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[yoh-muh n] /ˈyoʊ mən/
noun, plural yeomen.
a petty officer in a navy, having chiefly clerical duties in the U.S. Navy.
British. a farmer who cultivates his own land.
History/Historical. one of a class of lesser freeholders, below the gentry, who cultivated their own land, early admitted in England to political rights.
  1. a servant, attendant, or subordinate official in a royal or other great household.
  2. a subordinate or assistant, as of a sheriff or other official or in a craft or trade.
of, pertaining to, composed of, or characteristic of yeomen:
the yeoman class.
performed or rendered in a loyal, valiant, useful, or workmanlike manner, especially in situations that involve a great deal of effort or labor:
He did a yeoman job on the problem.
Origin of yeoman
1300-50; Middle English yeman, yoman, probably reduced forms of yengman, yongman, yungman, with similar sense; see young, man1 Unabridged
Based on the Random House Dictionary, © Random House, Inc. 2015.
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Examples from the Web for yeoman
Contemporary Examples
Historical Examples
  • "I hope there will be no collision between Rita and Mrs. yeoman," laughed Dick.

    Fast as the Wind Nat Gould
  • He was born in 1769, the son of a yeoman farmer at Churchill, in Oxfordshire.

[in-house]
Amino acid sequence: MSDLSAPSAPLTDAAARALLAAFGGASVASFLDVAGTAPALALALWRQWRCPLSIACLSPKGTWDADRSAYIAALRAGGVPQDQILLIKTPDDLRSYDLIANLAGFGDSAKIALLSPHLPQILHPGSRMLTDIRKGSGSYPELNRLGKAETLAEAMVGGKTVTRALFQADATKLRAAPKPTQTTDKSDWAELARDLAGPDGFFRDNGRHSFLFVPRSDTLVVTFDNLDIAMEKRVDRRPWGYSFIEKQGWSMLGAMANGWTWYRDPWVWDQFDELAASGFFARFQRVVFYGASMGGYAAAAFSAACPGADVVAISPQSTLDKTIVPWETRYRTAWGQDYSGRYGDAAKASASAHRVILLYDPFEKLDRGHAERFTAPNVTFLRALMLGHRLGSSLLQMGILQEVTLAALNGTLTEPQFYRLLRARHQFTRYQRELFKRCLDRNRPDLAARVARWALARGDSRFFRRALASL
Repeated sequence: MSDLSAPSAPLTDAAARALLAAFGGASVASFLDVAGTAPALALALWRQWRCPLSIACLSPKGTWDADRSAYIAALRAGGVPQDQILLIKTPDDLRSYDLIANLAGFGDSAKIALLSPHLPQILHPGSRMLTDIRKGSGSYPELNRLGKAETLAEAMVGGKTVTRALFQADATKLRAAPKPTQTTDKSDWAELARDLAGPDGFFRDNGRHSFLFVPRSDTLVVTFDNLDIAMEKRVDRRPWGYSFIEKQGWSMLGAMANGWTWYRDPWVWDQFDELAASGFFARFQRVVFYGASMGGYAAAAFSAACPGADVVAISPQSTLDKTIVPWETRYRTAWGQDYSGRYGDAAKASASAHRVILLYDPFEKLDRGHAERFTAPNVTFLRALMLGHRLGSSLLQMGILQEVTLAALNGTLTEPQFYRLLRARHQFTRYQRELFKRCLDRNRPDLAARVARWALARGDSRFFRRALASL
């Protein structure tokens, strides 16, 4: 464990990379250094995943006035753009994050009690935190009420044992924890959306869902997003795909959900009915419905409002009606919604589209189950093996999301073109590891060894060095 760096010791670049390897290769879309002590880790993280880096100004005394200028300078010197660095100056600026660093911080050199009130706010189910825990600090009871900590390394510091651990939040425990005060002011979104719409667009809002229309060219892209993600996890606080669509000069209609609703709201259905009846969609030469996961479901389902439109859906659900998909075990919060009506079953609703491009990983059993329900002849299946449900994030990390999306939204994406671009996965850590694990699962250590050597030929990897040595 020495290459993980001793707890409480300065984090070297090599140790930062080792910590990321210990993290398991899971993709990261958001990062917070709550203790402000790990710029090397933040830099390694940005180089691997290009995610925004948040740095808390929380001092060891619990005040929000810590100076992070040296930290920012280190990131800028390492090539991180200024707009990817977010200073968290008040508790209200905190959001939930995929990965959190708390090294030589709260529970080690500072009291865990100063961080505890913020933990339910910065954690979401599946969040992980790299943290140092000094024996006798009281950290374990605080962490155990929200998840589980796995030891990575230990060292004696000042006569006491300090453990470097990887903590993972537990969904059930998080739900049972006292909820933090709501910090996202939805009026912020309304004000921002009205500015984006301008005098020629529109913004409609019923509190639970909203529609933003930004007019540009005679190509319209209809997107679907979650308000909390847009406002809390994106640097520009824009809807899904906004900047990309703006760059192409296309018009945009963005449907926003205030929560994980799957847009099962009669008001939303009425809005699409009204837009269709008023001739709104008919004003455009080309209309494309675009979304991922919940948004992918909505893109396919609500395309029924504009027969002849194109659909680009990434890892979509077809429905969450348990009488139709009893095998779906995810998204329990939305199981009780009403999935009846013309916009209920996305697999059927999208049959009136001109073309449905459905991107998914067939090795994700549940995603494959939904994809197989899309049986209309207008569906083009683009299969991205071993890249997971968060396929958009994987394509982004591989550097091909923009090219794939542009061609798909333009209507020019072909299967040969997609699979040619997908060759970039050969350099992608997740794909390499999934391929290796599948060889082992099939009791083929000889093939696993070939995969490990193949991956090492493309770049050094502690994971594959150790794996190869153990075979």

Self-Help Samuel Smiles
  • The "yeoman's" estate is not only honourable but useful, as Starcad generously and truly acknowledges.

    The Danish History, Books I-IX Saxo Grammaticus ("Saxo the Learned")
  • My father was a yeoman—an independent, or, as he was sometimes styled, a gentleman-farmer.

    The Desert Home Mayne Reid
  • Thou canst borrow twenty marks from Dame Adlyn, the yeoman's wife.

  • The yeoman of the signals; a first-class petty officer in the navy.

    The Sailor's Word-Book William Henry Smyth
British Dictionary definitions for yeoman


noun (pl) -men
  1. a member of a class of small freeholders of common birth who cultivated their own land
  2. an assistant or other subordinate to an official, such as a sheriff, or to a craftsman or trader
  3. an attendant or lesser official in a royal or noble household
(in Britain) another name for yeoman of the guard
(modifier) characteristic of or relating to a yeoman
a petty officer or noncommissioned officer in the Royal Navy or Marines in charge of signals
Word Origin
C15: perhaps from yongman young man
Collins English Dictionary - Complete & Unabridged 2012 Digital Edition
© William Collins Sons & Co. Ltd. 1979, 1986 © HarperCollins
Publishers 1998, 2000, 2003, 2005, 2006, 2007, 2009, 2012
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Word Origin and History for yeoman

c.1300, "attendant in a noble household," of unknown origin, perhaps a contraction of Old English iunge man "young man," or from an unrecorded Old English *geaman, equivalent of Old Frisian gaman "villager," from Old English -gea "district, village," cognate with Old Frisian ga, ge, from Proto-Germanic *gaujan.

Sense of "commoner who cultivates his land" is recorded from early 15c.; also the third order of fighting men (late 14c., below knights and squires, above knaves), hence yeomen's service "good, efficient service" (c.1600). Meaning "naval petty officer in charge of supplies" is first attested 1660s. Yeowoman first recorded 1852: "Then I am yeo-woman O the clumsy word!" [Tennyson, "The Foresters"]

Online Etymology Dictionary, © 2010 Douglas Harper
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